We’ll talk about the Nasdaq in a minute but first, some context.
If you’ve been following the market, you know that there was a big rally after the U.S. Presidential election. And you know that the large-cap S&P 500 went on a tear for a little over a month, running from November 7 (a day before the election) to December 13 and lifting the Index from 2,101 to 2,272. The Dow Jones Industrial Average followed a similar course, streaking from 17,995 to 19,966 in the same period.
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At that point, both indexes hit a wall, with the S&P running sideways and the Dow conducting a headline-making assault on the 20,000 level that went on for six full weeks before it finally broke through. Here’s what the Dow’s rally and battle with 20,000 looked like.
The action of the S&P, which looked like it was off to the races when it popped up on January 24 and 25, has been especially perplexing to investors. That two-day rally was followed by a two-day correction that pulled it back very nearly to its earlier range. Another rally on February 2 and 3 has the S&P back above its December/January range, but it’s not what I’d call a decisive breakout. Here’s that chart.
But the really interesting outlier during this period of stagnation in most indexes has been the Nasdaq, which ran into similar resistance in late December, but staged a rally as January began that featured seven consecutive days of new highs. And that rally has continued right up to today.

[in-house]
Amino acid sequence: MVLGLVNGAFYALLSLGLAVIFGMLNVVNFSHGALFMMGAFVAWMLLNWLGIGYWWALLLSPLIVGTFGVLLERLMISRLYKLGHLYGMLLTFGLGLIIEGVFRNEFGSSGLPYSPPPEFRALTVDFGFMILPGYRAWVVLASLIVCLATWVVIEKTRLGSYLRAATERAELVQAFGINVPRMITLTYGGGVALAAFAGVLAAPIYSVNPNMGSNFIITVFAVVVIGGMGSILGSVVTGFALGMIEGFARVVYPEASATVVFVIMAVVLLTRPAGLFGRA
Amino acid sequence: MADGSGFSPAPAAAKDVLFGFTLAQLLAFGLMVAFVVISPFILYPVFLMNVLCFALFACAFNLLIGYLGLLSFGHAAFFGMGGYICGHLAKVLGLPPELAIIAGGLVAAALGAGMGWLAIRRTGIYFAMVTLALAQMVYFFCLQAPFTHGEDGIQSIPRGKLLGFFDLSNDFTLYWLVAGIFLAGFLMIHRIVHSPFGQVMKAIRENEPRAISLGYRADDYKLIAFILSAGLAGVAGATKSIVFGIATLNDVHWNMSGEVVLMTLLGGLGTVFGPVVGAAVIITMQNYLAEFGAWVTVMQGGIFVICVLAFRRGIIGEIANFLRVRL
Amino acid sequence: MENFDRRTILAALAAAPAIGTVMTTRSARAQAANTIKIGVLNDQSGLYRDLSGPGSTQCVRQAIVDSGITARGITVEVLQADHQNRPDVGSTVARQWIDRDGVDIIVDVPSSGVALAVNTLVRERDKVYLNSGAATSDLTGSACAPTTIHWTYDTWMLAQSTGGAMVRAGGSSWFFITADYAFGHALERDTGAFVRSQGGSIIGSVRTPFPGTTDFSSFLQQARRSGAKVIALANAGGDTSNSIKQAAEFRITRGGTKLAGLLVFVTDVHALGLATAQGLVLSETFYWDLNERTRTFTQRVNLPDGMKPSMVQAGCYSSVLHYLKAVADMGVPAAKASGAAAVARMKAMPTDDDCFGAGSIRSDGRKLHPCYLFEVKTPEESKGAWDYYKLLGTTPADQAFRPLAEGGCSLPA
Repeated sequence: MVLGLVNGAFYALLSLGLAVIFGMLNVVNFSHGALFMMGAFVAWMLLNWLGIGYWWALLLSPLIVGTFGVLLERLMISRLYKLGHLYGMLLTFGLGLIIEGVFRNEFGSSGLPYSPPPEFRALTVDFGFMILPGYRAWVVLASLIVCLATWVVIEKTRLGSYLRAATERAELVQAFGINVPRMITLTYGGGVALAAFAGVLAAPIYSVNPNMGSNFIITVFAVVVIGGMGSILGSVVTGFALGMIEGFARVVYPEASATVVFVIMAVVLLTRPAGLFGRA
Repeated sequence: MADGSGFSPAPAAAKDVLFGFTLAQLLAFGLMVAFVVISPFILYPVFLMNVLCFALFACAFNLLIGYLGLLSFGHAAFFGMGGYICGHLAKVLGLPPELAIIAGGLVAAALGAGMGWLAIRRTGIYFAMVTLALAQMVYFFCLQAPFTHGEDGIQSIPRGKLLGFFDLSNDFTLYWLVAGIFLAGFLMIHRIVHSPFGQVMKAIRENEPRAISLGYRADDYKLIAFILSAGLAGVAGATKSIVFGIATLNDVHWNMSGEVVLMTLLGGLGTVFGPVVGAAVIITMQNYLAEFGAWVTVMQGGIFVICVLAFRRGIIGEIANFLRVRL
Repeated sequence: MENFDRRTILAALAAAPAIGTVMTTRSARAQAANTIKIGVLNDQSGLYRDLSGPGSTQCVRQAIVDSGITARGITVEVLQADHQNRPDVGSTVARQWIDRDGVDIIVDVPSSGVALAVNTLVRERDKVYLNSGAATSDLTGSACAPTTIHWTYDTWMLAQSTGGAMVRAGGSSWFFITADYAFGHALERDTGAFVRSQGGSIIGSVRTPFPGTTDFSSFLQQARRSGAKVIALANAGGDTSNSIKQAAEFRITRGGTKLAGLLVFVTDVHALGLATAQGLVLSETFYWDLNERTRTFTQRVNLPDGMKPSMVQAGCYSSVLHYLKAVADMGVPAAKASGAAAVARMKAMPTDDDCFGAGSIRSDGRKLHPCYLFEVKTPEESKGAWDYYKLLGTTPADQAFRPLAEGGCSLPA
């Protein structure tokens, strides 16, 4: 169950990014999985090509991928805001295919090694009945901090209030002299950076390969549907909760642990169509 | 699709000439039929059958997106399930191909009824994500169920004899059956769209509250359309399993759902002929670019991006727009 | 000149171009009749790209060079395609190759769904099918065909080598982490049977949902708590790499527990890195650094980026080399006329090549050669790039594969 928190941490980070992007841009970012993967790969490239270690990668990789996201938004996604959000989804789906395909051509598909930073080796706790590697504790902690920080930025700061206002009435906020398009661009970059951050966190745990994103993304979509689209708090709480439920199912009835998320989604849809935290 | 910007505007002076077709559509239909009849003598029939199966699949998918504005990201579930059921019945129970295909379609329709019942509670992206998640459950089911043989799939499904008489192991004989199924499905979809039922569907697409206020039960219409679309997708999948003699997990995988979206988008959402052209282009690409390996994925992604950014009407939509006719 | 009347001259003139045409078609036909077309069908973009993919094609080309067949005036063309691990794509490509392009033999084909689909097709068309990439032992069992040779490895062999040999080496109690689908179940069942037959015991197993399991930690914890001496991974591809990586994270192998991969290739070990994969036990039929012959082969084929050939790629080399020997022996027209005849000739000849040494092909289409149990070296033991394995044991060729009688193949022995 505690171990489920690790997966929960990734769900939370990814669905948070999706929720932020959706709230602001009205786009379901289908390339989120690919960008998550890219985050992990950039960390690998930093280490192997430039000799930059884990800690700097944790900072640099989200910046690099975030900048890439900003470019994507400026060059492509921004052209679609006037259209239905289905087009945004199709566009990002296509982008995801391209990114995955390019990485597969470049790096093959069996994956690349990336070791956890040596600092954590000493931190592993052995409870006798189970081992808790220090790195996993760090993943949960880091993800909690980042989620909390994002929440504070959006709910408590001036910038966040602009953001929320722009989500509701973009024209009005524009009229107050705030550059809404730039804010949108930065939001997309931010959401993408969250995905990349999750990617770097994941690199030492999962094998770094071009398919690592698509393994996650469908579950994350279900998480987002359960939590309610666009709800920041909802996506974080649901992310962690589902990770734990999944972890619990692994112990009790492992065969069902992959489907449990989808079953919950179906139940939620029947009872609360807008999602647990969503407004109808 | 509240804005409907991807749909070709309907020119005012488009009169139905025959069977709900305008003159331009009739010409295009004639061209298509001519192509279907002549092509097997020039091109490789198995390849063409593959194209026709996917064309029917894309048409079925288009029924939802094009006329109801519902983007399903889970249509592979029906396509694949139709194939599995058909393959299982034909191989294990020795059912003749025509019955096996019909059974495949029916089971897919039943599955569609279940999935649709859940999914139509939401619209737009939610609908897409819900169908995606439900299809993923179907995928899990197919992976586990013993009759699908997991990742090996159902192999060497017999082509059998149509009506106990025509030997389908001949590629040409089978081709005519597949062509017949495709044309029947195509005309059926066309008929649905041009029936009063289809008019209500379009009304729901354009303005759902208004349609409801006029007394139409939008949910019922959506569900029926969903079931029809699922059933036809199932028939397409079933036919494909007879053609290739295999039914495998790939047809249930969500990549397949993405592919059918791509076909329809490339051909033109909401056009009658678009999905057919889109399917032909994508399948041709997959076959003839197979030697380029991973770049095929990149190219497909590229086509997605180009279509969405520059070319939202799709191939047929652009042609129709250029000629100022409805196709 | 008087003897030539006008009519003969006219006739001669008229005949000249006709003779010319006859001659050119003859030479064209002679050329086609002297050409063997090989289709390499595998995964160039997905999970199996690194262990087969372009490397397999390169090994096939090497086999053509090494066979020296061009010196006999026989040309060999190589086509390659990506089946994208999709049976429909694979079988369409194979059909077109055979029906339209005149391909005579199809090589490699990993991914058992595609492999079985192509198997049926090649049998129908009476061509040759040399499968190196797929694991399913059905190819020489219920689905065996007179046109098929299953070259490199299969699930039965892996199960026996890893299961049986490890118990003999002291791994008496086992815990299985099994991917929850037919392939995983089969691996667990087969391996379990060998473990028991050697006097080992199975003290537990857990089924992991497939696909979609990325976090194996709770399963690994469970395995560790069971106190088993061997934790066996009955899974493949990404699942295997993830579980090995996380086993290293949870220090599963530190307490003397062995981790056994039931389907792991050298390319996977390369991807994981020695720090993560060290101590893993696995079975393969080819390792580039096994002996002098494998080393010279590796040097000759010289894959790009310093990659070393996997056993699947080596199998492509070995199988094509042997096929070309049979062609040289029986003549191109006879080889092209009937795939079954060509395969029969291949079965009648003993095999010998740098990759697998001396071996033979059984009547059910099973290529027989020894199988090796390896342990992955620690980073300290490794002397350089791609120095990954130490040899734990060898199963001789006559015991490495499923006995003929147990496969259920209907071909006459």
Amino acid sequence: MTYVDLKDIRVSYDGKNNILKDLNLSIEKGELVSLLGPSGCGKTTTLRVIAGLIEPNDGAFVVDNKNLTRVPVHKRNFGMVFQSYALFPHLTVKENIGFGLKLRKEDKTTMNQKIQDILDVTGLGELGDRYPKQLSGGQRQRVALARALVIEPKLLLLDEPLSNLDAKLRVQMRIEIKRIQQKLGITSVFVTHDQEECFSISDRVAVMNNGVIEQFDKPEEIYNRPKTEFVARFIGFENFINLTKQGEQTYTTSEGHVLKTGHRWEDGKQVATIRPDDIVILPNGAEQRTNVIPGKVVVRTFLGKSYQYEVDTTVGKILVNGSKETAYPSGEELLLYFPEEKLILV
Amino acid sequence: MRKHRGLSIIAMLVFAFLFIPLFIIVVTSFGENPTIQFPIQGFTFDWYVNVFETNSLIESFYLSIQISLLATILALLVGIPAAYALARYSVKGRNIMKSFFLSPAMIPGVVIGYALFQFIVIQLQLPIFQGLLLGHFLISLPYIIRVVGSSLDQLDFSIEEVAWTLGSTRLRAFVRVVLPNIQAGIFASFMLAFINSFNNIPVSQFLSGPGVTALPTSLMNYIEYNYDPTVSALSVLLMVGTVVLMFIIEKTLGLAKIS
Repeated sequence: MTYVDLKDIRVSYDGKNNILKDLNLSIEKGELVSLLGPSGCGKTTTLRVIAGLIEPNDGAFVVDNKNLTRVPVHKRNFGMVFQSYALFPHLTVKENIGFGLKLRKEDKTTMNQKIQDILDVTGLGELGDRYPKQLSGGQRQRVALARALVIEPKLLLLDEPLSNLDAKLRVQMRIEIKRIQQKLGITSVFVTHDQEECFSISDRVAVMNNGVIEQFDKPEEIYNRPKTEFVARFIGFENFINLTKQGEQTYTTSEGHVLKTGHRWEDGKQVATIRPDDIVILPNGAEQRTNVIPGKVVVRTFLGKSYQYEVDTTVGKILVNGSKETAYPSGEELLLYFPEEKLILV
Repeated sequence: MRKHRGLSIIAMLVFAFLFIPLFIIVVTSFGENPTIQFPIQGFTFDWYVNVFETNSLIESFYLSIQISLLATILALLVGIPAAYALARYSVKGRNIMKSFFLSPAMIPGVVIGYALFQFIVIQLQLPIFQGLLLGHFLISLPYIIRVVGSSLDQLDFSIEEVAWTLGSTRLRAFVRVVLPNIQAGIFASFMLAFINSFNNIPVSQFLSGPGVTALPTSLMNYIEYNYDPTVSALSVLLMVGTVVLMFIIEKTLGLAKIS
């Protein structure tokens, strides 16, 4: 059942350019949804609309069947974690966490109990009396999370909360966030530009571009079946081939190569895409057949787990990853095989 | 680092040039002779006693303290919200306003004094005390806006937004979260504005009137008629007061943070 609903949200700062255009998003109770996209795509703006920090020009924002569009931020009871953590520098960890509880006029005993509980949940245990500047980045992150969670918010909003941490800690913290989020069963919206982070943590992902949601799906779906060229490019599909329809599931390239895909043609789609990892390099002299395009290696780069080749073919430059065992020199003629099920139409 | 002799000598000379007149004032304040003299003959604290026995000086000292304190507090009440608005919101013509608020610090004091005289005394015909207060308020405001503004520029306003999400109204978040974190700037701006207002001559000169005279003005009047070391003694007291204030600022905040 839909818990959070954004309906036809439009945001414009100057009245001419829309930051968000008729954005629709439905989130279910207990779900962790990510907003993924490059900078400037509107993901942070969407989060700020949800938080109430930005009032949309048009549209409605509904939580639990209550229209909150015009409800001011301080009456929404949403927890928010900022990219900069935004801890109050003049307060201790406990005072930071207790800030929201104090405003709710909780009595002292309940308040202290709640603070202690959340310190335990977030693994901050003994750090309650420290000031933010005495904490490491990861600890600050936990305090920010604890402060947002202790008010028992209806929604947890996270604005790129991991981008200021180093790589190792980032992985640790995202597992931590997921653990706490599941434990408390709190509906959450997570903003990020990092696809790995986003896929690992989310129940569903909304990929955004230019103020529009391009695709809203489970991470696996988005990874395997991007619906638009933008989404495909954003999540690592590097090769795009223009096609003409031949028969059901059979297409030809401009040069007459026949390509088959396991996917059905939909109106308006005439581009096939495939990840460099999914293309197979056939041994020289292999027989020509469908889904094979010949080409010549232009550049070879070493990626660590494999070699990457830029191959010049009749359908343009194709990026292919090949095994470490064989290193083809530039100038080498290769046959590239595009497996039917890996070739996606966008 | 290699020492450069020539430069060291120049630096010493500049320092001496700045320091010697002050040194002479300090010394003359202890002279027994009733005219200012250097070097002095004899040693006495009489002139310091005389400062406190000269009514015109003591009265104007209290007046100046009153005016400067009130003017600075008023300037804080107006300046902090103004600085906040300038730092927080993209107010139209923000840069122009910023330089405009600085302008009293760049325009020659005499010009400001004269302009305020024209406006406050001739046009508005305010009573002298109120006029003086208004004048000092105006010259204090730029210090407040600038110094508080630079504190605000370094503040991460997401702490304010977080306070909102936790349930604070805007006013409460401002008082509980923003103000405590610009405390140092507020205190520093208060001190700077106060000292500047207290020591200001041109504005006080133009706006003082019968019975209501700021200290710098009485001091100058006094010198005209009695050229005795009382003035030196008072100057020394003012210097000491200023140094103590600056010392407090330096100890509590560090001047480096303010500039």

Why is the Nasdaq different? It has a lot to do with the exchange’s origins. Back when the New York Stock Exchange was still the only game in town, the Nasdaq was just a quotation system and didn’t actually trade stocks. As the Nasdaq Stock Market got going, it included lots of stocks that traded as speculative over-the-counter (OTC) issues. But as the Exchange became the first U.S. stock market to start trading online, it attracted a swarm of new tech companies who saw it as a more modern, more dynamic place to list their stocks. Those companies included, Apple, Cisco, Dell, Microsoft and Oracle and a host of others.
You can hear an echo of that period when the little report on the radio after the stock markets close calls the Nasdaq “the tech-heavy Nasdaq.”
The Nasdaq is especially important to growth investors exactly for that reason. The exchange’s heavy weighting toward tech and other “riskier” issues lets investors use it as a barometer of how much risk investors are willing to take on at any one time. If the Dow is leading the market, investors are risk-averse, and growth issues are out of fashion.
But when the Nasdaq leads the way, investors’ risk appetite is keen, and growth investors can ramp up their own risk accordingly. Here’s what the Nasdaq’s outperformance looks like.
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